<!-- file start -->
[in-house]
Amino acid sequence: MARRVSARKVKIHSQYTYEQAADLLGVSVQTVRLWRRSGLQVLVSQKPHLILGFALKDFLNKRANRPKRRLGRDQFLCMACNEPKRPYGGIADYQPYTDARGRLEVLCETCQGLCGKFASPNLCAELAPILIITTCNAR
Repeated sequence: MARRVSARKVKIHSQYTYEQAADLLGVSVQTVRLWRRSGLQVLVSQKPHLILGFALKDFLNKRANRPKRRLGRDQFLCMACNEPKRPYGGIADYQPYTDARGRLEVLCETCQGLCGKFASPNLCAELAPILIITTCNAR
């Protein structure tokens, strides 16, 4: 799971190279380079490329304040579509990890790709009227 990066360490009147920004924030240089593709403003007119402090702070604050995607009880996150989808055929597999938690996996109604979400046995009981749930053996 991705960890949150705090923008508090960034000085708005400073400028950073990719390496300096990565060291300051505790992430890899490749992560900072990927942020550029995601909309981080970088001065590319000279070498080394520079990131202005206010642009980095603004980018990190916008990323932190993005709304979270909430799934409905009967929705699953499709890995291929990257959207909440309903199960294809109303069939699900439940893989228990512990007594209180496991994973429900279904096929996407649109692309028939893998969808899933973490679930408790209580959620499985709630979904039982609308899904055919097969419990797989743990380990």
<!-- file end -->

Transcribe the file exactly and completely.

[in-house]
Amino acid sequence: MARRVSARKVKIHSQYTYEQAADLLGVSVQTVRLWRRSGLQVLVSQKPHLILGFALKDFLNKRANRPKRRLGRDQFLCMACNEPKRPYGGIADYQPYTDARGRLEVLCETCQGLCGKFASPNLCAELAPILIITTCNAR
Repeated sequence: MARRVSARKVKIHSQYTYEQAADLLGVSVQTVRLWRRSGLQVLVSQKPHLILGFALKDFLNKRANRPKRRLGRDQFLCMACNEPKRPYGGIADYQPYTDARGRLEVLCETCQGLCGKFASPNLCAELAPILIITTCNAR
């Protein structure tokens, strides 16, 4: 799971190279380079490329304040579509990890790709009227 990066360490009147920004924030240089593709403003007119402090702070604050995607009880996150989808055929597999938690996996109604979400046995009981749930053996 991705960890949150705090923008508090960034000085708005400073400028950073990719390496300096990565060291300051505790992430890899490749992560900072990927942020550029995601909309981080970088001065590319000279070498080394520079990131202005206010642009980095603004980018990190916008990323932190993005709304979270909430799934409905009967929705699953499709890995291929990257959207909440309903199960294809109303069939699900439940893989228990512990007594209180496991994973429900279904096929996407649109692309028939893998969808899933973490679930408790209580959620499985709630979904039982609308899904055919097969419990797989743990380990």